You must have the same attitude that Christ Jesus had.
Though he was God,
he did not think of equality with God
as something to cling to.
Instead, he gave up his divine privileges;
he took the humble position of a slave
and was born as a human being.
When he appeared in human form,
he humbled himself in obedience to God
and died a criminal’s death on a cross.
Therefore, God elevated him to the place of highest honor
and gave him the name above all other names,
that at the name of Jesus every knee should bow,
in heaven and on earth and under the earth,
and every tongue declare that Jesus Christ is Lord,
to the glory of God the Father.
Just a reminder we’re still in the season of Christmas. Today is the eighth day, but it’s also New Year’s Day. Today is the day all our resolutions kick in—all our goals for self-improvement, built around the ambitions of who we want to be, what is important to us, or what we want to accomplish. A resolution is defined as “a firm decision to do or not to do something.”
Of course, at the end of one of the biggest food-fests of the year, from Thanksgiving to last night’s party, most of us resolve to eat better and lose weight. Then, when Valentine’s Day comes around and we realize we’ve lost our resolve, we look to Lent as “New Year’s resolutions, take two.”
We stay in this cycle, year after year, becoming more frustrated or discouraged. So maybe the place to start is not with our ambition, but our attitude. We need, as today’s text says, the attitude of Christ.
We don’t think of this as a Christmas passage, but take a moment and reread the first half of the text again.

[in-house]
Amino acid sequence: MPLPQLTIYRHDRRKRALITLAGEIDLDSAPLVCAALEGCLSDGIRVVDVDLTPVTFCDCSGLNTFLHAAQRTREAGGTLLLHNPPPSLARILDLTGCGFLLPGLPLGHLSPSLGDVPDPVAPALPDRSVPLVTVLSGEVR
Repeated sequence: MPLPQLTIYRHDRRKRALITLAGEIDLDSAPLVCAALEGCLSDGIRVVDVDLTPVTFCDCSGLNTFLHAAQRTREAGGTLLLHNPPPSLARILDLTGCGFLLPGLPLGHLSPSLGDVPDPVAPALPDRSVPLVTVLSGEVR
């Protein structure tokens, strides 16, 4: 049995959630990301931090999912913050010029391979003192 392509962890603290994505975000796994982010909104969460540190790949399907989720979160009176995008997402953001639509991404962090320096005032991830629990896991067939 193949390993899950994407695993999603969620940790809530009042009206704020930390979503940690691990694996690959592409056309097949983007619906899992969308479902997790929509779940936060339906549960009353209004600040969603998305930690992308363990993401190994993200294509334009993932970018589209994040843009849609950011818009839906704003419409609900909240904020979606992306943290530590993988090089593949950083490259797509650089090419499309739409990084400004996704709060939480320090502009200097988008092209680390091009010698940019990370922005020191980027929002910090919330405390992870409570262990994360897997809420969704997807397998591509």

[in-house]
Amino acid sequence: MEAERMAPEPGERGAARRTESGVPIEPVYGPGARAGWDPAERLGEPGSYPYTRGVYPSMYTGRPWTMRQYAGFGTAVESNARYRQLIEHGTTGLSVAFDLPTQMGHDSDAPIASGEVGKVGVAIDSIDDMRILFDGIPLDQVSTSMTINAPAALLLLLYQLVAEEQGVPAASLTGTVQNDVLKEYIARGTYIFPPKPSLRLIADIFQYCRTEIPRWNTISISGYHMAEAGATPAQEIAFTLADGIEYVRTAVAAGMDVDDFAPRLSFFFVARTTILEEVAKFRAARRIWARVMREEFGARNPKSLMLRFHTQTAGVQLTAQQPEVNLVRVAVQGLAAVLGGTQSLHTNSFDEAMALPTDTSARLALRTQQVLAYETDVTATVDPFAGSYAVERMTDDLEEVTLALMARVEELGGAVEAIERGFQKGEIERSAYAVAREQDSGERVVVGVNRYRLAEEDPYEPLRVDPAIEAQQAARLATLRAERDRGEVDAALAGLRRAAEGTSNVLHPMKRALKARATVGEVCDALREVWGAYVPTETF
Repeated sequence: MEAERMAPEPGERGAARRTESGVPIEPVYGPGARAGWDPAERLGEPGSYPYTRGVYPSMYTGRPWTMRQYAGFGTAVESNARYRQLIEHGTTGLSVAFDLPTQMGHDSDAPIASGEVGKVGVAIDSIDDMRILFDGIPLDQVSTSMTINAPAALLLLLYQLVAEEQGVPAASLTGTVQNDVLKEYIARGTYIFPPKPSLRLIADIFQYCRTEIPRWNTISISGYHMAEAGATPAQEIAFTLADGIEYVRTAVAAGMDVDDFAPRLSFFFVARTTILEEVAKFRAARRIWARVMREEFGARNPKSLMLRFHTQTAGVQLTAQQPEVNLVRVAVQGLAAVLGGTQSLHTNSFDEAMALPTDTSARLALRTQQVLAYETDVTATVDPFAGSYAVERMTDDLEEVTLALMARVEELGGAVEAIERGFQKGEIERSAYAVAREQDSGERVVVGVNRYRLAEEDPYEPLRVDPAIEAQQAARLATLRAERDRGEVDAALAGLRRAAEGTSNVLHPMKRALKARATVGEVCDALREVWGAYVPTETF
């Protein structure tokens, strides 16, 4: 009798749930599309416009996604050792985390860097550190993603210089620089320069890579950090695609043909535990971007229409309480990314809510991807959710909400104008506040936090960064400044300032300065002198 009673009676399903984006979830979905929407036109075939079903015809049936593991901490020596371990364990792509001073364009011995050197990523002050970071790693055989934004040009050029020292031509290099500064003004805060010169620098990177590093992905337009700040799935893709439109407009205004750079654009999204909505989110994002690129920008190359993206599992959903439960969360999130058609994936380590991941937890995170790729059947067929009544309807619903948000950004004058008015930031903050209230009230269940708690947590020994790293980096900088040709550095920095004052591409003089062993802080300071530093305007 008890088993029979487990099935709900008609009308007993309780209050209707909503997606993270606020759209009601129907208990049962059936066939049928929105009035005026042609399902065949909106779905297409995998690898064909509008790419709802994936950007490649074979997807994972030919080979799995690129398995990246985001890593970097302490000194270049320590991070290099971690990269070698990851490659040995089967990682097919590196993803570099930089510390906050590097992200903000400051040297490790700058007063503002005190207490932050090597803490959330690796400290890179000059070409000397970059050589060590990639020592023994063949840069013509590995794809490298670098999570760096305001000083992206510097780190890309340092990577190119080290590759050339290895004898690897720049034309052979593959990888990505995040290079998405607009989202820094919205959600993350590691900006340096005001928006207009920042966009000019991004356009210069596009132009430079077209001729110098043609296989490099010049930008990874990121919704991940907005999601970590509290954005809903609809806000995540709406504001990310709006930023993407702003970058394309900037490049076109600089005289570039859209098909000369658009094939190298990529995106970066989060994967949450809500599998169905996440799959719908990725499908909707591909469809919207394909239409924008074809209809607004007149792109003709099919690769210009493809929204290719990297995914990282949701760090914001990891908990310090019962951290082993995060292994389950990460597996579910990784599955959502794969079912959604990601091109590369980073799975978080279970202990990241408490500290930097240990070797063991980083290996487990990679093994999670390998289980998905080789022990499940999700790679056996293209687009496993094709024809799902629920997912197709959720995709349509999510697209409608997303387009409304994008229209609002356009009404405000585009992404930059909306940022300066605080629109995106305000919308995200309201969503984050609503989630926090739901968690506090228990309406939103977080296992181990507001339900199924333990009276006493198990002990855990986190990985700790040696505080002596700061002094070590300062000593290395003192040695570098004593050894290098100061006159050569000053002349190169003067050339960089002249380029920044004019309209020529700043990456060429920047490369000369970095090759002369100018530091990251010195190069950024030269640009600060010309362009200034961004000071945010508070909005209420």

This is about what Jesus did by becoming a baby. He emptied himself of all ambition and privilege. To be like Christ is not a resolution, but a reorientation. Resolutions are about working harder, doing more, trying to improve our old nature. Attitude is a settled way of thinking.
And the attitude of Christ is about giving up, to be raised up again.
So instead of a list of goals for the year, how about a prayer? A daily declaration of our desire to have the same attitude as Christ. John Wesley gave us such a prayer. It comes from his covenant renewal service, which was typically done on or around the new year, but is a prayer for the whole year:
I am no longer my own, but yours. Put me to what you will, place me with whom you will. Put me to doing, put me to suffering. Let me be put to work for you or set aside for you, praised for you or criticized for you. Let me be full, let me be empty. Let me have all things, let me have nothing. I freely and fully surrender all things to your hope and service. And now, O glorious and blessed God, Father, Son, and Holy Spirit, you are mine, and I am yours. So be it. And the covenant which I have made on earth, let it be confirmed in heaven. Amen.
So come, let us adore him.
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